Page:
• eSanjeevani has been implemented so far by 23 States and other States are in the process of rolling it out.

Swachh Survekshan-2020

  • Awards for Swachh Survekshan 2020 was recently announced. 
  • It is the fifth edition of the annual cleanliness urban survey. 
  • Conducted by: the Ministry of Housing and Urban Affairs (MoHUA). 
  • Cleanest City of India  (> 1 lakh population category):
    • Indore (1st)
    • Surat  (2nd)
    • Navi Mumbai (3rd) 
  • Indore has created record by winning title of cleanest city fourth time in a row.
  • Cleanest State of India (> 100 Urban Local Bodies category) : Chhattisgarh.
  • Cleanest State of India (<100 ULB category) : Jharkhand 
  • Cleanest town along the banks of river Ganga: Varanasi 
  • Cleanest capital city: New Delhi
  • Cleanest city with over 40 lakh population: Ahmedabad

Harit Path

  • A mobile app to monitor the plantations through geo-tagging and web-based GIS enabled monitoring tools.  
  • The app has been developed by NHAI to monitor location, growth, species details, maintenance activities, targets and achievements of each of its field units  for each and every plant under all plantation projects.

Nuakhai Juhar: Celebrating the hardwork of our farmers

  • Celebrated in: Western Odisha and adjoining areas of Simdega in Jharkhand.
  • It is observed to welcome the new rice of the season, on the fifth day of the lunar fortnight of the month of Bhadrapada or Bhaadra (August–September), the day after the Ganesh Chaturthi festival.
  • People offer the newly harvested crop called Nabanha to their respective presiding deities, as a part of the rituals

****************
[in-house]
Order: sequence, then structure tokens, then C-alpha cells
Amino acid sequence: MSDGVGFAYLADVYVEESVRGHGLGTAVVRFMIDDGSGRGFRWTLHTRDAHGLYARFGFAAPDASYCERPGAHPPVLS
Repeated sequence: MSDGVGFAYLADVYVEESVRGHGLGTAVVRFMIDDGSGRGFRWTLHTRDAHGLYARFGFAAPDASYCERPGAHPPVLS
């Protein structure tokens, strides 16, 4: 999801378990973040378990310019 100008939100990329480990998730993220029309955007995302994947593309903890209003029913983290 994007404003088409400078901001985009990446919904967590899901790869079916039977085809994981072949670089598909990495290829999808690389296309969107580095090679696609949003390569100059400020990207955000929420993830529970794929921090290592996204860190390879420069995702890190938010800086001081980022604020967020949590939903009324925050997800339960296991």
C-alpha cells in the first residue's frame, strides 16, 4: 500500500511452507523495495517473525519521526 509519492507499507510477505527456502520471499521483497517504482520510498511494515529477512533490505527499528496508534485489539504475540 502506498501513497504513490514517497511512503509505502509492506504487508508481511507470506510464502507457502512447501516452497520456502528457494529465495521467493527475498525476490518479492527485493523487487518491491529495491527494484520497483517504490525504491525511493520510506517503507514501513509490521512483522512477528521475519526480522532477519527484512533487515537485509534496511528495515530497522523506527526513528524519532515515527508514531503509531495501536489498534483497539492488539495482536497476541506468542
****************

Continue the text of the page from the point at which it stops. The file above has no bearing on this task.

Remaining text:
• Also called Nuakhai Parab or Nuakahi Bhetghat

Atal Innovation Mission partners with India-Sweden Healthcare Innovation Centre to expand Start-up ecosystem

  • Atal Innovation Mission (AIM), NITI Aayog and Business Sweden on behalf of India Sweden Healthcare Innovation Centre are collaborating to promote the disruptive potential of Indian entrepreneurs, and, boost the vibrant start-up ecosystem across the country.
  • Through this collaboration, these initiatives are set to receive support by the means of conducting programs, awareness campaigns, various activities and events that would promote the overall innovation grid of both the countries through these programmes.

National Food Security Act 2013

  • Government of India enacted the National Food Security Act, 2013 (NFSA). 
  • The Act covers upto 75% of the rural population and upto 50% of the urban population. 
  • The targeted population shall receive subsidized foodgrains under Targeted Public Distribution System, thus covering about two-thirds of the population.
  • Ministry involved: Ministry of Consumer Affairs, Food & Public Distribution.

Jal Jeevan Mission

  • JJM aims at providing potable water at service level of 55 litre per capita per day (lpcd) to every rural household through Functional Household Tap Connection (FHTC) by 2024.